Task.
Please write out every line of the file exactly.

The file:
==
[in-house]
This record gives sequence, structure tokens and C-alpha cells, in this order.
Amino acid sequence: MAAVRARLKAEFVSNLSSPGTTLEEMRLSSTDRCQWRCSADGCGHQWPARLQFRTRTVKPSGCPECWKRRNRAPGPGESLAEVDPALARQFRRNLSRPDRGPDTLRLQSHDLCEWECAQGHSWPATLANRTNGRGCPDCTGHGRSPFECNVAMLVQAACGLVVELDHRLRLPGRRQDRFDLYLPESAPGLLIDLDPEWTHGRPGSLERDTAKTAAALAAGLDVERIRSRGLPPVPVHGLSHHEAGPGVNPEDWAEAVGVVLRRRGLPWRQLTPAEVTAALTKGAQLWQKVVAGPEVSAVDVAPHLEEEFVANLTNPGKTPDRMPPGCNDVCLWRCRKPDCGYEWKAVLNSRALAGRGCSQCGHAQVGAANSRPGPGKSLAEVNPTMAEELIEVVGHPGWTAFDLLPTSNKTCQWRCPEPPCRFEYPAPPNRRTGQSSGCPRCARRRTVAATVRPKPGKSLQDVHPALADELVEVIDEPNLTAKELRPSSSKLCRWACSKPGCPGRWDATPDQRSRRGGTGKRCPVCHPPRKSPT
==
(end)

[in-house]
This record gives sequence, structure tokens and C-alpha cells, in this order.
Amino acid sequence: MAAVRARLKAEFVSNLSSPGTTLEEMRLSSTDRCQWRCSADGCGHQWPARLQFRTRTVKPSGCPECWKRRNRAPGPGESLAEVDPALARQFRRNLSRPDRGPDTLRLQSHDLCEWECAQGHSWPATLANRTNGRGCPDCTGHGRSPFECNVAMLVQAACGLVVELDHRLRLPGRRQDRFDLYLPESAPGLLIDLDPEWTHGRPGSLERDTAKTAAALAAGLDVERIRSRGLPPVPVHGLSHHEAGPGVNPEDWAEAVGVVLRRRGLPWRQLTPAEVTAALTKGAQLWQKVVAGPEVSAVDVAPHLEEEFVANLTNPGKTPDRMPPGCNDVCLWRCRKPDCGYEWKAVLNSRALAGRGCSQCGHAQVGAANSRPGPGKSLAEVNPTMAEELIEVVGHPGWTAFDLLPTSNKTCQWRCPEPPCRFEYPAPPNRRTGQSSGCPRCARRRTVAATVRPKPGKSLQDVHPALADELVEVIDEPNLTAKELRPSSSKLCRWACSKPGCPGRWDATPDQRSRRGGTGKRCPVCHPPRKSPT